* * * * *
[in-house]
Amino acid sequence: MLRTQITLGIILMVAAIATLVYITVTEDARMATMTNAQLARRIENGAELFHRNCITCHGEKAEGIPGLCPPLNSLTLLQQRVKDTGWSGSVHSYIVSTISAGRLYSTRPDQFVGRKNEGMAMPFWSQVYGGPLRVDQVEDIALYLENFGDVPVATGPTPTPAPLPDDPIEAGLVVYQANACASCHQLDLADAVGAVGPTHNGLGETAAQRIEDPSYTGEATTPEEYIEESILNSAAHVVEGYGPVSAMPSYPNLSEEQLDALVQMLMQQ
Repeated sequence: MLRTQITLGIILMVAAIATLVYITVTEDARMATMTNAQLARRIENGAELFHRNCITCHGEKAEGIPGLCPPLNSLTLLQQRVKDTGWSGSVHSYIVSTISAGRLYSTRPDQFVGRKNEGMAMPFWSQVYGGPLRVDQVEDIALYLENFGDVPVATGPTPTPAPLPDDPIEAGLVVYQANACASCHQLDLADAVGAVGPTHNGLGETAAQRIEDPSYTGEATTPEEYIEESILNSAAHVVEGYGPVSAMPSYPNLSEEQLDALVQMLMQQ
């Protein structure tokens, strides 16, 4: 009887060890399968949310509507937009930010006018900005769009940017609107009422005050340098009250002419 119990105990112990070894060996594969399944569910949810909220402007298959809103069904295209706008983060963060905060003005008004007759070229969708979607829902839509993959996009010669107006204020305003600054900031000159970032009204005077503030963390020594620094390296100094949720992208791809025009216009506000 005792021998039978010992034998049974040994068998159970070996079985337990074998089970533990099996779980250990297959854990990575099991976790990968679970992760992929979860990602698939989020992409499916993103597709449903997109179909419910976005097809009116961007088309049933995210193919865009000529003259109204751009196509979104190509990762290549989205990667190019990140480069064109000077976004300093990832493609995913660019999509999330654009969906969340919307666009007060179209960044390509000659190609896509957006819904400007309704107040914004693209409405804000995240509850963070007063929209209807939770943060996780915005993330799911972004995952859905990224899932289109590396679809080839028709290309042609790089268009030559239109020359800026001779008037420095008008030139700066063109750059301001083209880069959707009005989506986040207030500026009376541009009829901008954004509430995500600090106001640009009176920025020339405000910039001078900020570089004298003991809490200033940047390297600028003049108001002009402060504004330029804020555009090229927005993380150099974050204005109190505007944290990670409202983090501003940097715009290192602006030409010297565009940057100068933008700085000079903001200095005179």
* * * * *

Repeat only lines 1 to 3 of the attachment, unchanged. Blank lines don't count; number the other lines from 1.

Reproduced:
[in-house]
Amino acid sequence: MLRTQITLGIILMVAAIATLVYITVTEDARMATMTNAQLARRIENGAELFHRNCITCHGEKAEGIPGLCPPLNSLTLLQQRVKDTGWSGSVHSYIVSTISAGRLYSTRPDQFVGRKNEGMAMPFWSQVYGGPLRVDQVEDIALYLENFGDVPVATGPTPTPAPLPDDPIEAGLVVYQANACASCHQLDLADAVGAVGPTHNGLGETAAQRIEDPSYTGEATTPEEYIEESILNSAAHVVEGYGPVSAMPSYPNLSEEQLDALVQMLMQQ
Repeated sequence: MLRTQITLGIILMVAAIATLVYITVTEDARMATMTNAQLARRIENGAELFHRNCITCHGEKAEGIPGLCPPLNSLTLLQQRVKDTGWSGSVHSYIVSTISAGRLYSTRPDQFVGRKNEGMAMPFWSQVYGGPLRVDQVEDIALYLENFGDVPVATGPTPTPAPLPDDPIEAGLVVYQANACASCHQLDLADAVGAVGPTHNGLGETAAQRIEDPSYTGEATTPEEYIEESILNSAAHVVEGYGPVSAMPSYPNLSEEQLDALVQMLMQQ